Postmodernism in The English Patient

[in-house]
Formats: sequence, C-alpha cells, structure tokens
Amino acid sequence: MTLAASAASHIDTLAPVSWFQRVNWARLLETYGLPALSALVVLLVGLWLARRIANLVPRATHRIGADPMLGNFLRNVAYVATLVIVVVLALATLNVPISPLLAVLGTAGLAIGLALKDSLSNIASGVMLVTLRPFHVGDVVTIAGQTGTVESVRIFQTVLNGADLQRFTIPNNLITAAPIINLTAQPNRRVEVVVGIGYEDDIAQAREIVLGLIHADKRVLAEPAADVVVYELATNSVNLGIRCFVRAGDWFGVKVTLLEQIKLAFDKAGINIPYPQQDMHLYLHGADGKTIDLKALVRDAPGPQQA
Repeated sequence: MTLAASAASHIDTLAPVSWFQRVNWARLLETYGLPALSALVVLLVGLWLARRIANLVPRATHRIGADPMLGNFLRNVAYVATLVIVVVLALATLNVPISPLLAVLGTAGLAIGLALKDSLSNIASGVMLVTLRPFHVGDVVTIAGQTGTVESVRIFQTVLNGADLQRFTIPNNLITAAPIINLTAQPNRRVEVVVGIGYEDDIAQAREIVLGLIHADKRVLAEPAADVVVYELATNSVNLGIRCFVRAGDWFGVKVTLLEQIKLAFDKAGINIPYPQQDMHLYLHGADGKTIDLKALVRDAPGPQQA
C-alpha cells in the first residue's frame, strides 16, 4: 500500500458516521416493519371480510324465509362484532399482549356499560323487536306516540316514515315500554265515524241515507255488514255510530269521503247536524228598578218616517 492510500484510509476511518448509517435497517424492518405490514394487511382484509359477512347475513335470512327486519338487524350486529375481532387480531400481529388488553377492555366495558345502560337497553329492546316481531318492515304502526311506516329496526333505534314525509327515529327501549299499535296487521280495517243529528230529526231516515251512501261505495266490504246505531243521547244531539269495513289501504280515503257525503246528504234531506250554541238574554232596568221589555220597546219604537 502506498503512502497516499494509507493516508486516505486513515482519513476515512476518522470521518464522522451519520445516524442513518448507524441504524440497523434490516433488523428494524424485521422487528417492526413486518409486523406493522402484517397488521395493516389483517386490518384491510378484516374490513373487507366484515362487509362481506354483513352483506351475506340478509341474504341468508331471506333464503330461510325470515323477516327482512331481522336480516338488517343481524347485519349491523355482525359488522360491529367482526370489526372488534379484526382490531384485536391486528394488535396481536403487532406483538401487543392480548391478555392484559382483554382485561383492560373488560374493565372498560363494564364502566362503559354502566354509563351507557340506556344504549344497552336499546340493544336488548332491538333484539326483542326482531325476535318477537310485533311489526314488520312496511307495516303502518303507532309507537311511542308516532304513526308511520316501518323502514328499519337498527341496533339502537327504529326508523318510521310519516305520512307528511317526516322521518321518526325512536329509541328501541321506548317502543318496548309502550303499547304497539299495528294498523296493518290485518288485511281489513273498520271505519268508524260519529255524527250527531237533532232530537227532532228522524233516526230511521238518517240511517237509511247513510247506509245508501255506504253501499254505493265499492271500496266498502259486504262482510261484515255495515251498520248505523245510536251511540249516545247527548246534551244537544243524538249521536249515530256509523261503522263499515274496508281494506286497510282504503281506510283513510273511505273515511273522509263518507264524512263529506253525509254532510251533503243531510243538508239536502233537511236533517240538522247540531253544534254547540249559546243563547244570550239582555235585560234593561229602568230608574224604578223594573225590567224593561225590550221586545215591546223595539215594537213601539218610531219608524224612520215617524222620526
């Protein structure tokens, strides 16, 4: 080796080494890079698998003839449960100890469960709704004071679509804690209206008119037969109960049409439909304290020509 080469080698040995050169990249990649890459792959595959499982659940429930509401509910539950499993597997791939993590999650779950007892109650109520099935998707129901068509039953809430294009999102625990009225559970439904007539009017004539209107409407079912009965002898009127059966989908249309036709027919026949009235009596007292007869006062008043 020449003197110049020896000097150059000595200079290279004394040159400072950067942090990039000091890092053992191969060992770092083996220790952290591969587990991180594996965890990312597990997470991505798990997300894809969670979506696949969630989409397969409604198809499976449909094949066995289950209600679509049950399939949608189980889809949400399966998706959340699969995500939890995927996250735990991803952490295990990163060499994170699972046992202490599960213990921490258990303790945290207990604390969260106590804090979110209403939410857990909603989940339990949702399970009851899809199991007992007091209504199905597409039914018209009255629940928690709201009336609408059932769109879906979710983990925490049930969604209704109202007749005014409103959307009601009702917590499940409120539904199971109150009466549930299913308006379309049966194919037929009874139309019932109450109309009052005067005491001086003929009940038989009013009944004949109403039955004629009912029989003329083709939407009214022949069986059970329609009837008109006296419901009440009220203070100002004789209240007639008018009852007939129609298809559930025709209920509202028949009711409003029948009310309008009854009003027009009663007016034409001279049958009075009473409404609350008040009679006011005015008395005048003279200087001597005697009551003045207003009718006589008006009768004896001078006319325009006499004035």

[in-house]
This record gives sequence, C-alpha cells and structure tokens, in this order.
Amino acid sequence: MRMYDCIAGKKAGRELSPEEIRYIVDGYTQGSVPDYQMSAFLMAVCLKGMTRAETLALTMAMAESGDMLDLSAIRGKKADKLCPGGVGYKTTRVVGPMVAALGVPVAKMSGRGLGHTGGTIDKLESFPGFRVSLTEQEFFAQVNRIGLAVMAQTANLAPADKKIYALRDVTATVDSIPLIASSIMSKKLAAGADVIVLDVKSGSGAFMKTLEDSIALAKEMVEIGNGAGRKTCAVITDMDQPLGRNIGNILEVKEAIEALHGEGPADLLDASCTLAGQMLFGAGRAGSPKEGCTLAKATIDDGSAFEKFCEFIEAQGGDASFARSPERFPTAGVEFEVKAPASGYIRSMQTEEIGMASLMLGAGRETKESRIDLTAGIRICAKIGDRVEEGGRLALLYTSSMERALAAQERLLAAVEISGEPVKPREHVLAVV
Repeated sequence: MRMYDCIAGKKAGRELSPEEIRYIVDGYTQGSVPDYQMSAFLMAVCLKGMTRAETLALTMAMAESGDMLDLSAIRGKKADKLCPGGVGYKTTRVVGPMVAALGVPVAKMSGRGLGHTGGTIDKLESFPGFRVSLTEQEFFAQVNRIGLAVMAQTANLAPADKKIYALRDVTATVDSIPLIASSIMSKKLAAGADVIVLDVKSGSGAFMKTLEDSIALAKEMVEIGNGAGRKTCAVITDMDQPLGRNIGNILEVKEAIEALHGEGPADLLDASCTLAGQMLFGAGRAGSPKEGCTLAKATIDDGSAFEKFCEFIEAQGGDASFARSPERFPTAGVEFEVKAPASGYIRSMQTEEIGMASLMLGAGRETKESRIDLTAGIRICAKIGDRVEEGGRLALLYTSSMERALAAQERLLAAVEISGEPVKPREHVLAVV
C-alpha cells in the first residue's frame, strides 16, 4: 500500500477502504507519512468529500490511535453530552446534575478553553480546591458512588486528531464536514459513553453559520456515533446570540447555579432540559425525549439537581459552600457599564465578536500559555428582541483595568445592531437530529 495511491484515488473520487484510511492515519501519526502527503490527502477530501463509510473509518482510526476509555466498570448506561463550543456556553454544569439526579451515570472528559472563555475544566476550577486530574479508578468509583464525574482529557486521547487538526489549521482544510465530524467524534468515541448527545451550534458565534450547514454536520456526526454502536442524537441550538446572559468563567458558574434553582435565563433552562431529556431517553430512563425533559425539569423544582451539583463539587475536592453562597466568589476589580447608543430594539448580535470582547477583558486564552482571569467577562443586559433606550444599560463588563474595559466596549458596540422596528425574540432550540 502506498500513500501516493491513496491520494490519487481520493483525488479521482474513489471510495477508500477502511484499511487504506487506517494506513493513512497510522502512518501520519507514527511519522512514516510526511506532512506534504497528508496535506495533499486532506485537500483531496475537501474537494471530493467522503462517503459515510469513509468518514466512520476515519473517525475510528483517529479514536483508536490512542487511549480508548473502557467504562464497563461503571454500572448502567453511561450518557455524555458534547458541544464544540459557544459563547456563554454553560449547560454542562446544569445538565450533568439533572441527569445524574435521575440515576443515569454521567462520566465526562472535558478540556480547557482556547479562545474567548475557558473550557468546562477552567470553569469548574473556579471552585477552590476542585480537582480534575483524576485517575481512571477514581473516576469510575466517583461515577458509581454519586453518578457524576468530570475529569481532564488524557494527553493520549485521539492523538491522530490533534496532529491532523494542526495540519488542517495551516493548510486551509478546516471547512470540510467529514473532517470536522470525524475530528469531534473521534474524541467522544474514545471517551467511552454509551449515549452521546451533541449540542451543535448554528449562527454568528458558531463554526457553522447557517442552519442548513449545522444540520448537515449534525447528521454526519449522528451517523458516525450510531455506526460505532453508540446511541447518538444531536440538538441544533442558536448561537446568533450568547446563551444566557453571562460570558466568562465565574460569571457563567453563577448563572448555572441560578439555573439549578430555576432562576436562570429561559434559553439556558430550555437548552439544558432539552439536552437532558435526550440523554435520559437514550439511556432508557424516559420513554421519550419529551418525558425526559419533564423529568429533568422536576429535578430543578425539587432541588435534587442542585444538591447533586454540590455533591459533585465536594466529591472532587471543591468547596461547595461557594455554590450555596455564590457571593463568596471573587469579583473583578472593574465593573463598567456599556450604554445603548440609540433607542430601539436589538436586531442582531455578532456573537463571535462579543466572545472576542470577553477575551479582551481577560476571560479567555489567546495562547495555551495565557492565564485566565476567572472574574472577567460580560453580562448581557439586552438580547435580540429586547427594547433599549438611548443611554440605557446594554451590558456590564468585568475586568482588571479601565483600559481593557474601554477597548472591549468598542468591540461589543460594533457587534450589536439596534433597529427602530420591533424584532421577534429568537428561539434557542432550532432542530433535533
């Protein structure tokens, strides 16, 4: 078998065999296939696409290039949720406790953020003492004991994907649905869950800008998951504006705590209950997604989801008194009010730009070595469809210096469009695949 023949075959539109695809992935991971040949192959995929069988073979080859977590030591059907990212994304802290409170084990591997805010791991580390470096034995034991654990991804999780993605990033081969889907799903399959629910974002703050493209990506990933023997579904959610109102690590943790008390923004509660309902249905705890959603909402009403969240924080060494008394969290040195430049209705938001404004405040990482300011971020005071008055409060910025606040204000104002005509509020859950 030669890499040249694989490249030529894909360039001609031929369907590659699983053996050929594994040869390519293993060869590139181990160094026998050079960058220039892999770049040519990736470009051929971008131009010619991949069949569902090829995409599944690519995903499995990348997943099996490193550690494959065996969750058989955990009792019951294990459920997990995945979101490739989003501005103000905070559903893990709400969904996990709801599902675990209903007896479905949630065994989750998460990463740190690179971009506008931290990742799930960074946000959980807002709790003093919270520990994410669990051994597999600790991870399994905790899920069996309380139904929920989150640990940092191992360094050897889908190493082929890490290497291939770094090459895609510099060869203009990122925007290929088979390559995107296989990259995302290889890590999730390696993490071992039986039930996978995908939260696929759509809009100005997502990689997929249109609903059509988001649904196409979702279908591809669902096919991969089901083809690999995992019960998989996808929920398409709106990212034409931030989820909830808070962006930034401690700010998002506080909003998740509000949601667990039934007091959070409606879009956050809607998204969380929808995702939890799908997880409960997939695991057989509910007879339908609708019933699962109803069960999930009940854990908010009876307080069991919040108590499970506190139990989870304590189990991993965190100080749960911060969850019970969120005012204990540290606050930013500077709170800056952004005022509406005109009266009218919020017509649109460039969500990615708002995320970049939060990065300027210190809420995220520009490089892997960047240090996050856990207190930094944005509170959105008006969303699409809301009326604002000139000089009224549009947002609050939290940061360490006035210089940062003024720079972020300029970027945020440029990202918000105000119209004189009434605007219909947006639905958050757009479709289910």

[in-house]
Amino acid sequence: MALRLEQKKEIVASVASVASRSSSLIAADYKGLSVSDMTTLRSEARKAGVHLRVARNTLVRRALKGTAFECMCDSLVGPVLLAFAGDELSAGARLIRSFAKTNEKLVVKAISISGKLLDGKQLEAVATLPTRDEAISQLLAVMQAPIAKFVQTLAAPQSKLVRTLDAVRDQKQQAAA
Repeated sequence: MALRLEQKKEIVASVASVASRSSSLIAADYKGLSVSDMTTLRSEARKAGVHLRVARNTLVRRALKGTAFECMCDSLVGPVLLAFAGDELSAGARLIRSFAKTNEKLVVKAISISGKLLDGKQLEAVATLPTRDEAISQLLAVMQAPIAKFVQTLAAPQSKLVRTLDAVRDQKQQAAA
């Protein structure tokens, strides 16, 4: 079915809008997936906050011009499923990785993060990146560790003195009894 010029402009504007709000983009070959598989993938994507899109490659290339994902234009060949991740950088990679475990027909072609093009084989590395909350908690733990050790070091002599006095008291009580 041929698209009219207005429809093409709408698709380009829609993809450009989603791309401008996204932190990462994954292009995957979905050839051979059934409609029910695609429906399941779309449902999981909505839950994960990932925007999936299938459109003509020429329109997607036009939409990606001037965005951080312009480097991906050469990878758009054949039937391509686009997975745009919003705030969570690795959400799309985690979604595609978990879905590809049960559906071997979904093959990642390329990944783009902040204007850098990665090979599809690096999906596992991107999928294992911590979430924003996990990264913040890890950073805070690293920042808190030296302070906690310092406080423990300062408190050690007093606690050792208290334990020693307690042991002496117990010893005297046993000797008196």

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Postmodernism in The English Patient Postmodernism is one of the most controversial and influential intellectual movements to appear in the last fifty years. In order to understand postmodernism, it would be wise to begin with a definition of modernism. Modernism is a philosophy based on the belief that through Enlightenment values of rationality and the absolute truth of science, the human race will evolve into a utopia. Modernists are Eurocentric, humanistic, and optimistic. Postmodernism is essentially a rejection of modernism and all Enlightenment values. More importantly, postmodernism looks upon the "modern" world with increased cynicism and disappointment. Key themes in postmodern thought include irony, arbitrary actions, intertexture, surface and superficiality, self-consciousness, skepticism, multiple perspectives, and relativism. In Anthony Minghella's film The English Patient, postmodernism is addressed using all of these themes in interrelated situations. The film uses irony as a primary mode of expression, subverting conventions and negotiating contradictions. The ultimate use of irony is an expression is love. Almasy writes in the book of Herodotus that the heart is an "organ of fire," meaning it is consuming both of oneself and the past (Minghella, English). Later Hana reads the passage and agrees with his observation. She, too, has experienced such feelings having lost many who are dear to her during the war. While in the desert, Almasy questions Geoffrey's decision to leave Katharine with the group, citing the possible dangers involved for a woman (Minghella, English). Ironically, Geoffrey asks Almasy why he is so threatened by a woman, when truthfully he is af... ... middle of paper ... ... English Patient is a scrapbook of another world of romance, tragedy, and adventure all jumbled out of sequence. With this film, Anthony Minghella has crafted a film that is lyrical and complex-emotionally, morally-full of enduring images: a vivid yellow biplane against a blue sky, wrinkled dunes from the air melting into the crumpled sheet of a deathbed or sheets rumpled by lovemaking, a mountain described as "shaped like a woman's back' later echoed in Katharine's silhouette as she lies in bed (Minghella, English). At the end, The English Patient comes full circle, back to where it started, like the memories that torment Almasy, with the shadows of the plane flying over the desert, shot down by the Germans. Works Cited The English Patient. Dir. Anthony Minghella. Wri. Michael Ondaatje. Burbank: Buena Vista Home Entertainment, 1996.
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